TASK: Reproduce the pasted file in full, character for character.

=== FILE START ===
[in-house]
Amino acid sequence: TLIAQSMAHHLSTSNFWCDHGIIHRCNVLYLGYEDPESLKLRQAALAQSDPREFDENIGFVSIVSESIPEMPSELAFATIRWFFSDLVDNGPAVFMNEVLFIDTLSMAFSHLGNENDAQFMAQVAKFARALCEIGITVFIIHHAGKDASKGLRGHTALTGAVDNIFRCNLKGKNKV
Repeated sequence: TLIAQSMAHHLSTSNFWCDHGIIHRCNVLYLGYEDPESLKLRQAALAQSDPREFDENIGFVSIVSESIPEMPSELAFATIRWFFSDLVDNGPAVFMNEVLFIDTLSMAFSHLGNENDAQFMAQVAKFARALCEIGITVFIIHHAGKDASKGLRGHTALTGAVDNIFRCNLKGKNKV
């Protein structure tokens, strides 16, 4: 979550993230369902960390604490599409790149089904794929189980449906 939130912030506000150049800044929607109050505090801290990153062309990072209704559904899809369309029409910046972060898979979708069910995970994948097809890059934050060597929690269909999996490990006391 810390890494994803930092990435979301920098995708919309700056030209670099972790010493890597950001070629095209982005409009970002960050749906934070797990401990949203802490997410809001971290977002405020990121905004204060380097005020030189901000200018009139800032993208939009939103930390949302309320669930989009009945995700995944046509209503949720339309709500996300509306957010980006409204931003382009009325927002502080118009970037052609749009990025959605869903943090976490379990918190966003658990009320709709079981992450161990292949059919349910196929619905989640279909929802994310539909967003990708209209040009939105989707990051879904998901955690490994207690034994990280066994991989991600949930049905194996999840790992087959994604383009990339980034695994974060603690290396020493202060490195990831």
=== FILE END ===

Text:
[in-house]
Amino acid sequence: TLIAQSMAHHLSTSNFWCDHGIIHRCNVLYLGYEDPESLKLRQAALAQSDPREFDENIGFVSIVSESIPEMPSELAFATIRWFFSDLVDNGPAVFMNEVLFIDTLSMAFSHLGNENDAQFMAQVAKFARALCEIGITVFIIHHAGKDASKGLRGHTALTGAVDNIFRCNLKGKNKV
Repeated sequence: TLIAQSMAHHLSTSNFWCDHGIIHRCNVLYLGYEDPESLKLRQAALAQSDPREFDENIGFVSIVSESIPEMPSELAFATIRWFFSDLVDNGPAVFMNEVLFIDTLSMAFSHLGNENDAQFMAQVAKFARALCEIGITVFIIHHAGKDASKGLRGHTALTGAVDNIFRCNLKGKNKV
């Protein structure tokens, strides 16, 4: 979550993230369902960390604490599409790149089904794929189980449906 939130912030506000150049800044929607109050505090801290990153062309990072209704559904899809369309029409910046972060898979979708069910995970994948097809890059934050060597929690269909999996490990006391 810390890494994803930092990435979301920098995708919309700056030209670099972790010493890597950001070629095209982005409009970002960050749906934070797990401990949203802490997410809001971290977002405020990121905004204060380097005020030189901000200018009139800032993208939009939103930390949302309320669930989009009945995700995944046509209503949720339309709500996300509306957010980006409204931003382009009325927002502080118009970037052609749009990025959605869903943090976490379990918190966003658990009320709709079981992450161990292949059919349910196929619905989640279909929802994310539909967003990708209209040009939105989707990051879904998901955690490994207690034994990280066994991989991600949930049905194996999840790992087959994604383009990339980034695994974060603690290396020493202060490195990831």